It’s every Landlord’s nightmare: Your tenants are in arrears, offering only excuses, and there is no plan for payment in sight. While no one wants to initiate the eviction process on a resident, we understand that your investment needs to be protected. Evictions cost property owners a lot more than just lost rent. It’s important to note that this post ONLY refers to evictions for nonpayment for tenants residing at a property within their lease terms — we will cover other situations (like month to month tenancy or evictions for property violations) at a later time, so be sure to check back soon!
Effective May 20, 2019, Colorado law changed to require a 10-day Demand for Rent or Possession (Demand) as default unless your lease specifies otherwise. This change essentially extends the period when the Landlord is required to accept funds (if paid in full) before the case is filed with the courts.
Timing is tricky, and the new legislation has complicated the issue more by putting owners at a greater risk for loss with the extended timeline. While we cannot say what is right in your situation, our approach to handling past due tenants has minimized the potential for lost rent to our owners by increasing tenant accountability and nearly eliminating delinquency each month. Avoiding evictions altogether is a lot easier and more cost-effective for everyone!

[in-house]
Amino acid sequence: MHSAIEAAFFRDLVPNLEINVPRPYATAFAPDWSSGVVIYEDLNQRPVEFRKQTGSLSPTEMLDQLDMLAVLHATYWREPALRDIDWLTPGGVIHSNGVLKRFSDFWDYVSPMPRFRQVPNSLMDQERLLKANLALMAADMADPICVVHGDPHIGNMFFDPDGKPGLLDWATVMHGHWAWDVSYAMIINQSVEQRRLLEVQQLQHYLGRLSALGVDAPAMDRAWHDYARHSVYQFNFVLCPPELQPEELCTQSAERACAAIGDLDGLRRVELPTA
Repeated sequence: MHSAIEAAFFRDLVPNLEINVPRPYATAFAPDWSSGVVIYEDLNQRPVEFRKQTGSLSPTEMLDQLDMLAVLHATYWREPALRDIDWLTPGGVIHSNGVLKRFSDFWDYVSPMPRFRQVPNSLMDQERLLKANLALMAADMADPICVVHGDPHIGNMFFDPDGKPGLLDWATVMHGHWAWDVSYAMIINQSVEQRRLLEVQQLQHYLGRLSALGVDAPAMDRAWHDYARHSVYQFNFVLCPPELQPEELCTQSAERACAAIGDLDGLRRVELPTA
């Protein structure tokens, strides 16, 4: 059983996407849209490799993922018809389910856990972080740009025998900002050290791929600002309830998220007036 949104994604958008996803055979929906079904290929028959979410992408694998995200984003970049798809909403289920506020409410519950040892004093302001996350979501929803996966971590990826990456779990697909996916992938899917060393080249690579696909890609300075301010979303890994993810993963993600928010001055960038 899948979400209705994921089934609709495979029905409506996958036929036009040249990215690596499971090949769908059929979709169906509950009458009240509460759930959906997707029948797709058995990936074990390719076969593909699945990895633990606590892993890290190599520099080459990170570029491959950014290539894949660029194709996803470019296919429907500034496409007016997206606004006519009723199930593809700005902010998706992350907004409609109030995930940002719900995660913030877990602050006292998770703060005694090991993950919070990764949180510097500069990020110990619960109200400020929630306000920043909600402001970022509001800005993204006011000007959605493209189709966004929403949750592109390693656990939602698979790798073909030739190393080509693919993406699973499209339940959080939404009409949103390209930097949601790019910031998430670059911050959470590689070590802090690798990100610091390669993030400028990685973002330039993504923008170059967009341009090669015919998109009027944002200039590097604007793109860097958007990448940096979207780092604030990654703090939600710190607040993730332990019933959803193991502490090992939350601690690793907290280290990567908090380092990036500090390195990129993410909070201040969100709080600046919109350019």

Here’s the MOD Way for handling a past due tenant:
We reach out to residents who are delinquent on the 4th of the month to let them know their balance and request that they contact us ASAP to set up a payment plan.
We begin serving Demand (free download below) to residents with outstanding balances who have not set up a payment plan/initiated communication by the 5th of the month.
Delinquent accounts are monitored daily, the property is inspected routinely from the exterior to monitor activity, and regular attempts to contact the resident are made.
After the 10th day, the property is inspected for surrender and if the resident still maintains possession, the Demand is promptly sent to our legal team.
Our attorneys file the Demand in the appropriate county and a court date is set; the resident is invoiced for legal fees (per the Lease), served with court paperwork, and attempts to contact are continued by our team.
From here, the resident can typically still cancel the eviction by paying their balance in full via certified funds, including the legal fees. However, we ensure the next steps are navigated delicately to best protect our property owners’ assets. If they do not pay, the eviction is carried out with the assistance of law enforcement and our maintenance team.